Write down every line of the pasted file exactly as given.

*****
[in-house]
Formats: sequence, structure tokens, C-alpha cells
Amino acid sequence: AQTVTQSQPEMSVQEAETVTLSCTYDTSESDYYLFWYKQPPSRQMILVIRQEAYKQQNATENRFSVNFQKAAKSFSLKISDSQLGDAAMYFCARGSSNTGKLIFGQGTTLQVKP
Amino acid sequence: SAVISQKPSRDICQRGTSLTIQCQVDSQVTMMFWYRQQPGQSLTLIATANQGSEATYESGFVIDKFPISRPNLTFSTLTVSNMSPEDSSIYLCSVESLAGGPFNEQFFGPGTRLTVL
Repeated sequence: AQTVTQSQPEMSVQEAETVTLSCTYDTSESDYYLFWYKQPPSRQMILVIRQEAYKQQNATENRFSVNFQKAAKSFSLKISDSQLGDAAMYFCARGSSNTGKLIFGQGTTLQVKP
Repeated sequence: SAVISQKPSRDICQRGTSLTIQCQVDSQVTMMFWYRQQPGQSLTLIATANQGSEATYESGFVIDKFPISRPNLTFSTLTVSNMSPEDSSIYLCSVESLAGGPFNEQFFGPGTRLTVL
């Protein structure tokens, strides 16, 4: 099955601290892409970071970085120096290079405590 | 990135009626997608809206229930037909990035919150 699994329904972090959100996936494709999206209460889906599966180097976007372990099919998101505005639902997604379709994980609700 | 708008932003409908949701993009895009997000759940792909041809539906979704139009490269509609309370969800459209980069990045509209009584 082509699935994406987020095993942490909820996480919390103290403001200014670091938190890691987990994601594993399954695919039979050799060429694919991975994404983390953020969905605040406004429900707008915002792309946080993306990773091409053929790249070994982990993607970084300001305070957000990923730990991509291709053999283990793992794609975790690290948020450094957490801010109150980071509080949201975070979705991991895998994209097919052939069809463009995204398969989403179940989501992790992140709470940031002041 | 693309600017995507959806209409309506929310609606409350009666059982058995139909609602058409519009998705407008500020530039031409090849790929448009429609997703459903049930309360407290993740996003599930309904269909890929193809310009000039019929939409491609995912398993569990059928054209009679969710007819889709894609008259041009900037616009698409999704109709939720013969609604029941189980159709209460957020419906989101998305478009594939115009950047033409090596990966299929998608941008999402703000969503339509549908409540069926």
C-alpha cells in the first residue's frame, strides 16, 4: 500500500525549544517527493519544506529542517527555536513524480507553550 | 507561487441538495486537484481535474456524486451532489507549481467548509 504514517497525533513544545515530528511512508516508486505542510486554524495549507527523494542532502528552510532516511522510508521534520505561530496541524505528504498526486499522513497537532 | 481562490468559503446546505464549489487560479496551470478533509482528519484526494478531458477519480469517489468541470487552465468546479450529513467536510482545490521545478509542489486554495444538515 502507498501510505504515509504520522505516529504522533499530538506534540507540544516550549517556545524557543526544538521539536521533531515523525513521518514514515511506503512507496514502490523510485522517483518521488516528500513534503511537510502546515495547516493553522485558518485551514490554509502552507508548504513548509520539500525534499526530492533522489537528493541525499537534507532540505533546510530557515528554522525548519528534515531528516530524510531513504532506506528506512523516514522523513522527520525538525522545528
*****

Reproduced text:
[in-house]
Formats: sequence, structure tokens, C-alpha cells
Amino acid sequence: AQTVTQSQPEMSVQEAETVTLSCTYDTSESDYYLFWYKQPPSRQMILVIRQEAYKQQNATENRFSVNFQKAAKSFSLKISDSQLGDAAMYFCARGSSNTGKLIFGQGTTLQVKP
Amino acid sequence: SAVISQKPSRDICQRGTSLTIQCQVDSQVTMMFWYRQQPGQSLTLIATANQGSEATYESGFVIDKFPISRPNLTFSTLTVSNMSPEDSSIYLCSVESLAGGPFNEQFFGPGTRLTVL
Repeated sequence: AQTVTQSQPEMSVQEAETVTLSCTYDTSESDYYLFWYKQPPSRQMILVIRQEAYKQQNATENRFSVNFQKAAKSFSLKISDSQLGDAAMYFCARGSSNTGKLIFGQGTTLQVKP
Repeated sequence: SAVISQKPSRDICQRGTSLTIQCQVDSQVTMMFWYRQQPGQSLTLIATANQGSEATYESGFVIDKFPISRPNLTFSTLTVSNMSPEDSSIYLCSVESLAGGPFNEQFFGPGTRLTVL
């Protein structure tokens, strides 16, 4: 099955601290892409970071970085120096290079405590 | 990135009626997608809206229930037909990035919150 699994329904972090959100996936494709999206209460889906599966180097976007372990099919998101505005639902997604379709994980609700 | 708008932003409908949701993009895009997000759940792909041809539906979704139009490269509609309370969800459209980069990045509209009584 082509699935994406987020095993942490909820996480919390103290403001200014670091938190890691987990994601594993399954695919039979050799060429694919991975994404983390953020969905605040406004429900707008915002792309946080993306990773091409053929790249070994982990993607970084300001305070957000990923730990991509291709053999283990793992794609975790690290948020450094957490801010109150980071509080949201975070979705991991895998994209097919052939069809463009995204398969989403179940989501992790992140709470940031002041 | 693309600017995507959806209409309506929310609606409350009666059982058995139909609602058409519009998705407008500020530039031409090849790929448009429609997703459903049930309360407290993740996003599930309904269909890929193809310009000039019929939409491609995912398993569990059928054209009679969710007819889709894609008259041009900037616009698409999704109709939720013969609604029941189980159709209460957020419906989101998305478009594939115009950047033409090596990966299929998608941008999402703000969503339509549908409540069926």
C-alpha cells in the first residue's frame, strides 16, 4: 500500500525549544517527493519544506529542517527555536513524480507553550 | 507561487441538495486537484481535474456524486451532489507549481467548509 504514517497525533513544545515530528511512508516508486505542510486554524495549507527523494542532502528552510532516511522510508521534520505561530496541524505528504498526486499522513497537532 | 481562490468559503446546505464549489487560479496551470478533509482528519484526494478531458477519480469517489468541470487552465468546479450529513467536510482545490521545478509542489486554495444538515 502507498501510505504515509504520522505516529504522533499530538506534540507540544516550549517556545524557543526544538521539536521533531515523525513521518514514515511506503512507496514502490523510485522517483518521488516528500513534503511537510502546515495547516493553522485558518485551514490554509502552507508548504513548509520539500525534499526530492533522489537528493541525499537534507532540505533546510530557515528554522525548519528534515531528516530524510531513504532506506528506512523516514522523513522527520525538525522545528